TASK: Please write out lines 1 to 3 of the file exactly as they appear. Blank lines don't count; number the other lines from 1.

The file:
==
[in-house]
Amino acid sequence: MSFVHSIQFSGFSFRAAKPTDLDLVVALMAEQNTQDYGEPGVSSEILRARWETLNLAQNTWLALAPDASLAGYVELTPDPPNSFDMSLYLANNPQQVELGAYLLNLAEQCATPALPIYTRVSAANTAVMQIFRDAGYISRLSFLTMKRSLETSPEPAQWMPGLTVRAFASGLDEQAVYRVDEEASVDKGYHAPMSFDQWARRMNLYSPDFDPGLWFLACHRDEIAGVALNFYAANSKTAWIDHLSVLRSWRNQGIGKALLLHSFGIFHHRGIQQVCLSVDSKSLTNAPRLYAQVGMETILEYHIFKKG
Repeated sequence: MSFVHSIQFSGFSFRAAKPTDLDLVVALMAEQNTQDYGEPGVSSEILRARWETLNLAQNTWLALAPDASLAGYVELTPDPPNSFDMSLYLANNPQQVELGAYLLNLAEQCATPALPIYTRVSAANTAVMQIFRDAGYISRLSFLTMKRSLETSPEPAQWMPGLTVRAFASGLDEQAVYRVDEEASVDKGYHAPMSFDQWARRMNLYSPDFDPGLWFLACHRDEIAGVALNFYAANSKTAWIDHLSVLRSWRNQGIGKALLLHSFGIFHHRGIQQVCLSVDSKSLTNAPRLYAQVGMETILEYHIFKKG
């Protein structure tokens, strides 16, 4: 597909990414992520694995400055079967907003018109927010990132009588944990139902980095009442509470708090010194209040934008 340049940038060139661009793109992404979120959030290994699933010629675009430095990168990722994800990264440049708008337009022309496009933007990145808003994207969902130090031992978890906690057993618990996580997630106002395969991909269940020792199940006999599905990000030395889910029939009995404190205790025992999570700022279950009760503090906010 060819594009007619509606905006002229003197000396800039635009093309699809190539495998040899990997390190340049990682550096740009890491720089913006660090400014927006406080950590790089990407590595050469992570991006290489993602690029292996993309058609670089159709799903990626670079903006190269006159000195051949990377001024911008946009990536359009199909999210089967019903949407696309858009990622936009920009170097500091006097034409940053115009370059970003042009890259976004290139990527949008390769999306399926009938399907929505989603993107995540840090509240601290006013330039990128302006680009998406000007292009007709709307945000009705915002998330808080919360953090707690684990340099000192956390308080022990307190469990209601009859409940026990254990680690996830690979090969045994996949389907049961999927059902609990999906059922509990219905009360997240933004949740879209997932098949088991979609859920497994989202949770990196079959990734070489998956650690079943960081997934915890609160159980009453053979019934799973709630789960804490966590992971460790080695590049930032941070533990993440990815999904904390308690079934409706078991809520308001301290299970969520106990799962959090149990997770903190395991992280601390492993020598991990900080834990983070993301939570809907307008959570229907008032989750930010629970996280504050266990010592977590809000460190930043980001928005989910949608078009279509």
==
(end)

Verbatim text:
[in-house]
Amino acid sequence: MSFVHSIQFSGFSFRAAKPTDLDLVVALMAEQNTQDYGEPGVSSEILRARWETLNLAQNTWLALAPDASLAGYVELTPDPPNSFDMSLYLANNPQQVELGAYLLNLAEQCATPALPIYTRVSAANTAVMQIFRDAGYISRLSFLTMKRSLETSPEPAQWMPGLTVRAFASGLDEQAVYRVDEEASVDKGYHAPMSFDQWARRMNLYSPDFDPGLWFLACHRDEIAGVALNFYAANSKTAWIDHLSVLRSWRNQGIGKALLLHSFGIFHHRGIQQVCLSVDSKSLTNAPRLYAQVGMETILEYHIFKKG
Repeated sequence: MSFVHSIQFSGFSFRAAKPTDLDLVVALMAEQNTQDYGEPGVSSEILRARWETLNLAQNTWLALAPDASLAGYVELTPDPPNSFDMSLYLANNPQQVELGAYLLNLAEQCATPALPIYTRVSAANTAVMQIFRDAGYISRLSFLTMKRSLETSPEPAQWMPGLTVRAFASGLDEQAVYRVDEEASVDKGYHAPMSFDQWARRMNLYSPDFDPGLWFLACHRDEIAGVALNFYAANSKTAWIDHLSVLRSWRNQGIGKALLLHSFGIFHHRGIQQVCLSVDSKSLTNAPRLYAQVGMETILEYHIFKKG